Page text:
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The Pale King by David Foster Wallace

The Pale King (edition 2011)

by David Foster Wallace

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Title:The Pale King
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The Pale King by David Foster Wallace



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» See also 60 mentions

Showing 1-5 of 29 (next | show all)
"It's the key to modern life. If you are immune to boredom, there is literally nothing you cannot accomplish." ( )
  kwbridge | Sep 6, 2014 |
An interesting read, but hard to stay with, over the long haul. ( )
  DougJ110 | Jul 12, 2014 |
Wonderful. Infinite Jest was an addictive book about addiction, and many have described this as an occasionally boring book about boredom ... but it never dragged for me. Disjointed, yes, but then if the author died a fraction of the way through, why wouldn't it be? A perfect paean to the office drone, read in snatches between my own fluorescently-lit shifts. Who knows how brilliant the finished article would have been? ( )
  alexrichman | Jul 8, 2014 |
Awful book. Marked it as read because, after struggling through so much pointless repetition, considering it done made about as much sense as the editor patching this junk together and calling it a novel. ( )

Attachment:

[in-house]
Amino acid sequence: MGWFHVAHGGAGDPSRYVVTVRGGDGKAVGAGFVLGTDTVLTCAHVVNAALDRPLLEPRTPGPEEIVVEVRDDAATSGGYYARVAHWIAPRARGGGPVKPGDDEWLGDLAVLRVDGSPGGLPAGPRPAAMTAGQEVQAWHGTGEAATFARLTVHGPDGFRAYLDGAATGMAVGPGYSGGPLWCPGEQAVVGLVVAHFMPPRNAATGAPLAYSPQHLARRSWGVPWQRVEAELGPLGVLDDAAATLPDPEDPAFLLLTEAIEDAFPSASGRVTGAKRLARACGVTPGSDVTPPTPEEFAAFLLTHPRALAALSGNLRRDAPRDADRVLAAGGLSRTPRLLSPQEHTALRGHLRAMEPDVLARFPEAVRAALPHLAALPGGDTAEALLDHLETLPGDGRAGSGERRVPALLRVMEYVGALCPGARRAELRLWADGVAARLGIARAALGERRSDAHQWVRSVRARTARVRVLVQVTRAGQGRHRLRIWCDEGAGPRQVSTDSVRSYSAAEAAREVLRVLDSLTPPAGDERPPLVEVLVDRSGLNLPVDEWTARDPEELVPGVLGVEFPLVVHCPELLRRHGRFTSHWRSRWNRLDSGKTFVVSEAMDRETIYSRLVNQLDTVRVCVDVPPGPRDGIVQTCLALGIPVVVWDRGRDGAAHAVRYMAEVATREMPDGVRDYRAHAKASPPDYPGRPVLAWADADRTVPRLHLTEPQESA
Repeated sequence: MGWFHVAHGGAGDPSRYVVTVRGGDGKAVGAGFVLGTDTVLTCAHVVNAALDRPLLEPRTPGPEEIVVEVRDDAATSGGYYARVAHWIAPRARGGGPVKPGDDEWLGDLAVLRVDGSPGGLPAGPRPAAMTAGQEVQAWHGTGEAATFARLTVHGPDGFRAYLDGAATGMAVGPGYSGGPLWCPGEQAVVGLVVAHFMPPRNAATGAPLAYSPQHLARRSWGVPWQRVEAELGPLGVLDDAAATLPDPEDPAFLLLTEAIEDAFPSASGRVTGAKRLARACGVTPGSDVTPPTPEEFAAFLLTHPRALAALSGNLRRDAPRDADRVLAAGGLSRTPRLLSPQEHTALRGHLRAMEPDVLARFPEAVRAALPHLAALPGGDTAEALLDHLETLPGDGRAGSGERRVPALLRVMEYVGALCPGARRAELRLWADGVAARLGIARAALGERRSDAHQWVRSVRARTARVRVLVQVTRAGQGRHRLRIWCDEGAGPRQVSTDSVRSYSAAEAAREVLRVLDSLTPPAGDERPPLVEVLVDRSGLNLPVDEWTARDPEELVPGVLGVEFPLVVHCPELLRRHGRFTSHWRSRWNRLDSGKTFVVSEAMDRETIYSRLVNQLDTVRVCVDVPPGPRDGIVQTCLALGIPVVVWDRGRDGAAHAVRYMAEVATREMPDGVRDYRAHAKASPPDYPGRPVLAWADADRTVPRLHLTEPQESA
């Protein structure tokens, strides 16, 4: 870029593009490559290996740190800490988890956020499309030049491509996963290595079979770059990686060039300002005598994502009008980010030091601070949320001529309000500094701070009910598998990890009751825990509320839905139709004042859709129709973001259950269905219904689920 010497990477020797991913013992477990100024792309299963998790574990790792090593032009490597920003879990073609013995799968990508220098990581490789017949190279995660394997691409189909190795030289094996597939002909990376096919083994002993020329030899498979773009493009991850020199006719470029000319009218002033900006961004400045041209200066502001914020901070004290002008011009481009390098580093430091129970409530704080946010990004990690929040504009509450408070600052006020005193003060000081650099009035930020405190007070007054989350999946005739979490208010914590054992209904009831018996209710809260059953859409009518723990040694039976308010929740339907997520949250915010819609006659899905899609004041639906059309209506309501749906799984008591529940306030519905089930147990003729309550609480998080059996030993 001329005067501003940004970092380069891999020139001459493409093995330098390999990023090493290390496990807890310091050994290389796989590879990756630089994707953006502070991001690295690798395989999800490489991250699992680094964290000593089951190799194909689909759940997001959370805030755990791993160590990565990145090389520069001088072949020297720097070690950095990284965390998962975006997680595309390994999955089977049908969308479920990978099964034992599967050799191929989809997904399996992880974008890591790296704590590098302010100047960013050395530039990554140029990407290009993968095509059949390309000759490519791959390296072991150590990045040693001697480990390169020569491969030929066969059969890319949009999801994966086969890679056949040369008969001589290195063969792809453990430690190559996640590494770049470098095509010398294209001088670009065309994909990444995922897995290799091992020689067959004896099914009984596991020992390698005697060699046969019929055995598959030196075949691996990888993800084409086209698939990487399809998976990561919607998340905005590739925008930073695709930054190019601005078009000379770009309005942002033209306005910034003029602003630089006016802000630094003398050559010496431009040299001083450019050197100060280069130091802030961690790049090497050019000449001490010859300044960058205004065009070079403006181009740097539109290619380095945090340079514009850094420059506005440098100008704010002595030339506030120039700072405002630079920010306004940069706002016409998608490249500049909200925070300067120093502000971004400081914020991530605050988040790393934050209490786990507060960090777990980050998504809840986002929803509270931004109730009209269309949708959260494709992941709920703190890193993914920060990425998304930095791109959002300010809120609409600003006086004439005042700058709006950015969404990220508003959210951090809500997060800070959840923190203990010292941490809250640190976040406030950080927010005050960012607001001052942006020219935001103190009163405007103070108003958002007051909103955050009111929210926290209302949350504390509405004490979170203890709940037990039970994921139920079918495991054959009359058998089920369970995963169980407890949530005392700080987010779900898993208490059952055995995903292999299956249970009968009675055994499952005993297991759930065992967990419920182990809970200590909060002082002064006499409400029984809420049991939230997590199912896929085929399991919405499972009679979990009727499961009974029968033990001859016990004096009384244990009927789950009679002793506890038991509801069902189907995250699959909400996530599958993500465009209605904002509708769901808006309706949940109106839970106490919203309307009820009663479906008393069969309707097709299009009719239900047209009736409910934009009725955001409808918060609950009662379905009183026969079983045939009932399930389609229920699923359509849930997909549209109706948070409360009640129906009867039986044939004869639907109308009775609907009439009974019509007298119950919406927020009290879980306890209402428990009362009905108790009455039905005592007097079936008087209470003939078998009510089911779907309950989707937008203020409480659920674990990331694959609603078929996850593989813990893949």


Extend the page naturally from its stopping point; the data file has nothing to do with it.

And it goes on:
marti.booker | Dec 2, 2013 |
What can I say about this book that hasn't already been said more eloquently? I can tell you that it was, at times, laugh out loud funny, deeply touching, and sometimes confounding. It's a book that was far from finished (as evidenced by the notes at the end) but reads quite smoothly and is only a bit more disjointed than some of his finished works.

For me (and many others), DFW's work explores what it means to be alive, to be human in this day and age. He raises questions about what is worth our time to think about, to entertain ourselves and the nature of the world. DFW continues to do so in The Pale King at a very high level, at times surpassing Infinite Jest.

I feel like this review is getting a bit hamfisted.

Let me just say that this book is accessible to long time fans of DFW and first time readers. The sadness and hilarity contained within should resonate with damn near everyone.

( )
  dtn620 | Sep 22, 2013 |
Showing 1-5 of 29 (next | show all)
Unfinished or no, it’s worth reading this long, partly shaped novel just to get at its best moments, and to ponder what Wallace, that excellent writer, would have done with the book had he had time to finish it himself.
added by Shortride | editKirkus Reviews (Apr 1, 2011)
'By turns breathtakingly brilliant and stupefying dull — funny, maddening and elegiac — “The Pale King” will be minutely examined by longtime fans for the reflexive light it sheds on Wallace’s oeuvre and his life.'
added by GYKM | editNew York Times, Machiko Kakutani (Mar 31, 2011)

» Add other authors (2 possible)

Author nameRoleType of authorWork?Status
David Foster Wallaceprimary authorall editionsconfirmed